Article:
Ongoing research funded by the NIHR SPHR is highlighting the key inequality dimensions in five case study sites in the UK. One of these is Gateshead, where key concerns are gender inequalities and mental health issues. The management of the Covid crisis is likely to impact on such pre-existing issues in ways that are as yet ill understood, potentially leading to further marginalisation of certain groups and deepening of inequalities. This studentship offers an opportunity to undertake novel research that fills this important gap, and that will have national and international relevance. The project will explore how local responses to a crisis such as the Covid-19 pandemic, because of its inevitable singular focus on the emergency, has the potential to override deeper seated and longer standing health and inequalities issues. The crisis management has led to the implementation of an unprecedented range of measures to reduce spread and minimise the impact of the pandemic. Preventative measures such as social distancing, restriction of movement, closure of schools, reductions in services, and closure of businesses have had considerable impact on the day to day lives of communities and individuals. Research from previous outbreaks suggests that the most vulnerable populations such as the elderly, disabled, people living with chronic illness, and those living in deprivation are disproportionately affected, both by the disease and by responses to it. The studentship will investigate how short term responses to a crisis such as Covid-19 impact on people’s experiences of marginalisation (with particular attention to mental health) in relation to intersectionality. Thus it will shed light on the ways in which different kinds of inequalities shape people’s experiences of prior enduring issues, such as mental health, in times of crisis, and how this is impacted on by local strategies to deal with the crisis.
NIHR ARC North East North Cumbria and the NIHR SPHR invite applications for this jointly-funded 3-year PhD studentship.
Applied Research Collaborations (ARCs) are National Institute for Health Research (NIHR) funded regional partnerships that aim to improve health and social care outcomes through high quality research and evaluation on local priority issues. The NIHR School for Public Health Research (https://sphr.nihr.ac.uk/) is a national collaboration between leading academic centres aiming to build the evidence base for effective public health practice.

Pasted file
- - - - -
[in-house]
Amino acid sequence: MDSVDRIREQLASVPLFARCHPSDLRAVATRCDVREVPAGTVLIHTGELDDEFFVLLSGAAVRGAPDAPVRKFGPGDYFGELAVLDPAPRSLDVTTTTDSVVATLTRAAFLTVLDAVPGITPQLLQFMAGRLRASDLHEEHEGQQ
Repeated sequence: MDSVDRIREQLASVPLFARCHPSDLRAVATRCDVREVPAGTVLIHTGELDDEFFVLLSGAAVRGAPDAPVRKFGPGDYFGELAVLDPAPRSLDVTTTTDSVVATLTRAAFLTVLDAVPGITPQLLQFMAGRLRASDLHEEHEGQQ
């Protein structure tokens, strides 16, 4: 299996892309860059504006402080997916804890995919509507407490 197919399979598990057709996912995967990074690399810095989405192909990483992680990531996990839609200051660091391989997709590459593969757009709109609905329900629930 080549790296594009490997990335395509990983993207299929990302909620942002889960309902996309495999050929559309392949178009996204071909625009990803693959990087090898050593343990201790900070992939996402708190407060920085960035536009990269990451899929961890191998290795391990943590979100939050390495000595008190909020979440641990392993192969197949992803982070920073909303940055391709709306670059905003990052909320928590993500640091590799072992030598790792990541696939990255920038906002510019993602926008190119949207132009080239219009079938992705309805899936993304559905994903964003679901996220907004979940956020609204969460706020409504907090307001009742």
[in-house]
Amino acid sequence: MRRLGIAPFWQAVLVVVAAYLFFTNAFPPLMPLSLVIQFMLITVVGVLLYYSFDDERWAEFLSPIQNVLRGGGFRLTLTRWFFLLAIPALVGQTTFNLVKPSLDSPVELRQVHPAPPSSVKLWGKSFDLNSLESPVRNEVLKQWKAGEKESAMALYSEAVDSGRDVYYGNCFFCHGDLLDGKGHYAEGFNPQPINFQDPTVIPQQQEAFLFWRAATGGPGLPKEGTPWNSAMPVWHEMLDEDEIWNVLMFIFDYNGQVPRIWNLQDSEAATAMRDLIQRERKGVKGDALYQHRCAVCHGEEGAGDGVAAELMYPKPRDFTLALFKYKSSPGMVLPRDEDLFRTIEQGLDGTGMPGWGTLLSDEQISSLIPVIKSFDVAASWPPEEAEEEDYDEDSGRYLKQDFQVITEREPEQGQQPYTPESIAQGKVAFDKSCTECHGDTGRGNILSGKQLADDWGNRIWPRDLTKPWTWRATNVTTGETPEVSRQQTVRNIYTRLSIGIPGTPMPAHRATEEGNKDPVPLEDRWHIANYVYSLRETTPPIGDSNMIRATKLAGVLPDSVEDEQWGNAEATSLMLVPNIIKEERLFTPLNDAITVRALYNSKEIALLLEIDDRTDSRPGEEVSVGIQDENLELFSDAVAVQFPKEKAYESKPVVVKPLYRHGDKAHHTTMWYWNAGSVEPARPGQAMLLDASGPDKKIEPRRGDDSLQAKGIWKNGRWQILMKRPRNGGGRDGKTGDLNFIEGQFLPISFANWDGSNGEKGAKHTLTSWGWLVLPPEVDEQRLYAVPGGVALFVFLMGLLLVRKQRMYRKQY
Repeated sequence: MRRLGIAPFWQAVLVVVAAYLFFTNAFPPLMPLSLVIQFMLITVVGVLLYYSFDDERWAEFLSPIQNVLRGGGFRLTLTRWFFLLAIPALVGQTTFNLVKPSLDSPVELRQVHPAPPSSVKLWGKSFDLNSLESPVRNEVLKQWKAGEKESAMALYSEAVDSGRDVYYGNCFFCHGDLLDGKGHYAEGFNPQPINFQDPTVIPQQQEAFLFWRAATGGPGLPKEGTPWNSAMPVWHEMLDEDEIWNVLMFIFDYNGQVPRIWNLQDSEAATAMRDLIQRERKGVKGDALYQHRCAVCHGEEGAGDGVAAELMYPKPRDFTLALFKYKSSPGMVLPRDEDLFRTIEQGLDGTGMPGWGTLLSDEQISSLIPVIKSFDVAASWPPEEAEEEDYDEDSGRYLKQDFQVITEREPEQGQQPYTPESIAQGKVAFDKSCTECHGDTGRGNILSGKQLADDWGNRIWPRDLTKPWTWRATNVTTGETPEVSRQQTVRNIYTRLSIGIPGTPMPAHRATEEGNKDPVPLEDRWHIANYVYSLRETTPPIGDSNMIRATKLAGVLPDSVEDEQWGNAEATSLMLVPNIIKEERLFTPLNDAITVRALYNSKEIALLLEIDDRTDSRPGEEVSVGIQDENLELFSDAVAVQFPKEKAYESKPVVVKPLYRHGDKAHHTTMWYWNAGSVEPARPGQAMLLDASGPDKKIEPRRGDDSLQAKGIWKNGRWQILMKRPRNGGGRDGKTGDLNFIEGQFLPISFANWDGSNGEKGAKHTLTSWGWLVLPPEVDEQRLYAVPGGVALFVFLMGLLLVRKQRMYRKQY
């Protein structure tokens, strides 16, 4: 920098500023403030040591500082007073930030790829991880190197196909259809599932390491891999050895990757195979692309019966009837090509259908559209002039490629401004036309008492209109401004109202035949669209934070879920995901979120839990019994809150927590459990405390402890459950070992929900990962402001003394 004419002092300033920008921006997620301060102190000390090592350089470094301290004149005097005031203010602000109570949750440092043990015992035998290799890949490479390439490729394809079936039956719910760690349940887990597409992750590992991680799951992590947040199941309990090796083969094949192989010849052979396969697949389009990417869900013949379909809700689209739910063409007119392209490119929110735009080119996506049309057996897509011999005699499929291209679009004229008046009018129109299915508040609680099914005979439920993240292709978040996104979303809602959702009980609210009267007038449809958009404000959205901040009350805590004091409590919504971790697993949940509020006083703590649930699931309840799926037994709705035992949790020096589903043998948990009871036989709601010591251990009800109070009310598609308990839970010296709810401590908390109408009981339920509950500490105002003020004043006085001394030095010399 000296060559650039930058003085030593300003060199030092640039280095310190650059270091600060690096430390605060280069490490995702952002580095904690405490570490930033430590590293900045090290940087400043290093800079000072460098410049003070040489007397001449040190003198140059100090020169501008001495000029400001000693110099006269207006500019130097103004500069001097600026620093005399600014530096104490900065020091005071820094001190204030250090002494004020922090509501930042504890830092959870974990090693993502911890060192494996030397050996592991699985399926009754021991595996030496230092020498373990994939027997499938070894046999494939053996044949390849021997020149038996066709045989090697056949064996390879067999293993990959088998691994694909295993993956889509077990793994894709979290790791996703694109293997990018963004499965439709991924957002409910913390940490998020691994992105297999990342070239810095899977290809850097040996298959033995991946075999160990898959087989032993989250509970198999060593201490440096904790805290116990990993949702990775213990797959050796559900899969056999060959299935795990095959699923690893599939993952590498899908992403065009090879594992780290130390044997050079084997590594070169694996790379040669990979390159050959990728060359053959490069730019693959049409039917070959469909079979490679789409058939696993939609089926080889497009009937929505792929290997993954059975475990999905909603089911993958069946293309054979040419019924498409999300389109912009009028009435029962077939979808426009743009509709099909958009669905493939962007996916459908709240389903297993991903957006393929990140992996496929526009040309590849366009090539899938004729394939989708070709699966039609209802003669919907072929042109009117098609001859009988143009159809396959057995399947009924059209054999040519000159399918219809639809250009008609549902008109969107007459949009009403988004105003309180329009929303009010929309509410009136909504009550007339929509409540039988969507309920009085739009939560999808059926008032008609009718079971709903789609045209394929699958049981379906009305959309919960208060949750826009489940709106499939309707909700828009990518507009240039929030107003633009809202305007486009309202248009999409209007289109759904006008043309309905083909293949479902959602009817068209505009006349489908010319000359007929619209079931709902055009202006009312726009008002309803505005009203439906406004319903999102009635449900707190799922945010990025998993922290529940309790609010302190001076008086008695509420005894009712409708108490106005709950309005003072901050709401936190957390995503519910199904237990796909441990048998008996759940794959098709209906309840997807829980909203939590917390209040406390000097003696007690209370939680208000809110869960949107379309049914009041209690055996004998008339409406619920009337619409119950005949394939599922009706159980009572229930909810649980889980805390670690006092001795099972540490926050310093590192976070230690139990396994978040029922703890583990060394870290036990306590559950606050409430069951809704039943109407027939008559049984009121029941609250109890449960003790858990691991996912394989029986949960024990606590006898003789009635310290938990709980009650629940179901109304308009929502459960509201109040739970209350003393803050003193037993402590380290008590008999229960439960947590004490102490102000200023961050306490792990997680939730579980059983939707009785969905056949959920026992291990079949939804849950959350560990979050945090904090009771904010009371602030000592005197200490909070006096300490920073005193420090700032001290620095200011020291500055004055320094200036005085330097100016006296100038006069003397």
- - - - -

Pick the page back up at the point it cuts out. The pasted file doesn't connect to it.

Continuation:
This collaborative initiative will allow unparalleled access to leading applied and public health supervisors, channels for dissemination of research, participation in bespoke training, and a strong network and community of graduate students and researchers.
Eligibility and How to Apply: Please note eligibility requirement: • Academic excellence of the proposed student i.e. 2:1 (or equivalent GPA from non-UK universities [preference for 1st class honours]); or a Masters (preference for Merit or above); or APEL evidence of substantial practitioner achievement. • Appropriate IELTS score, if required.
For further details of how to apply, entry requirements and the application form, see https://www.northumbria.ac.uk/research/postgraduate-research-degrees/how-to-apply/
Please note: Applications that do not include a research proposal of approximately 1,000 words (not a copy of the advert), or that do not include the advert reference (e.g. ARC20/…) will not be considered. Deadline for applications: 3rd August 2020 Interviews: mid August Start Date: 1st October 2020
Northumbria University takes pride in, and values, the quality and diversity of our staff. We welcome applications from all members of the community. The University holds an Athena SWAN Bronze award in recognition of our commitment to improving employment practices for the advancement of gender equality.
Any informal enquiries to Dr Monique Lhussier ([Email Address Removed])
The studentship is available to Home and EU students with a full stipend, paid for three years at RCUK rates (for 2020/21, this is £15,285 pa) and full Home/ EU Fees.
Mustafa J, Hodgson P, Lhussier M, Forster N, Carr S, Dalkin S. (2020) ‘Everything takes too long and nobody is listening’: Developing theory to understand the impact of advice on stress and the ability to cope. PLoS One. 15(4):e0231014. DOI: doi: 10.1371/journal.pone.0231014
Forster N, Hodgson P, Bailey C. (2019) Energy advice for Traveller Communities in the context of ethnic and spatial premiums: ‘paying the price’ for other people’s choices. Journal of Poverty and Social Justice, 27(1): 61-78.
Dalkin S.M., Forster N., Hodgson P., Lhussier M., Philipson P., Carr S.M. (2018) Exposing the impact of advice services on health: a realist evaluation. Health and Social Care in the Community. 27(3):767-776. doi: 10.1111/hsc.12695.
Dalkin S.M., Lhussier M., Philipson P., Jones D., Cunningham, B. (2016) Reducing inequalities in care for patients with non-malignant diseases – insights from a realist evaluation of an Integrated Palliative Care Pathway. Palliative Medicine DOI: 10.1177/0269216315626352
Forster N., Dalkin S., Lhussier M., Hodgson P., Carr S. (2016) Exposing the impact of Citizens Advice Bureau services on health: A realist evaluation protocol. BMJ Open doi:10.1136/bmjopen-2015-009887
Lhussier M., Carr S., Forster N. (2015) A realist synthesis of the evidence on outreach programmes for health improvement of Traveller Communities. Journal of Public Health doi: 10.1093/pubmed/fdv093
Carr S., Lhussier M., Forster N., Goodall D., Geddes L., Pennington M., Visram S., White M., Michie S., Donaldson C., Hildreth A. (2014) Outreach programmes for health improvement of Traveller Communities: a synthesis of evidence. Public Health Research volume 2, number 3.
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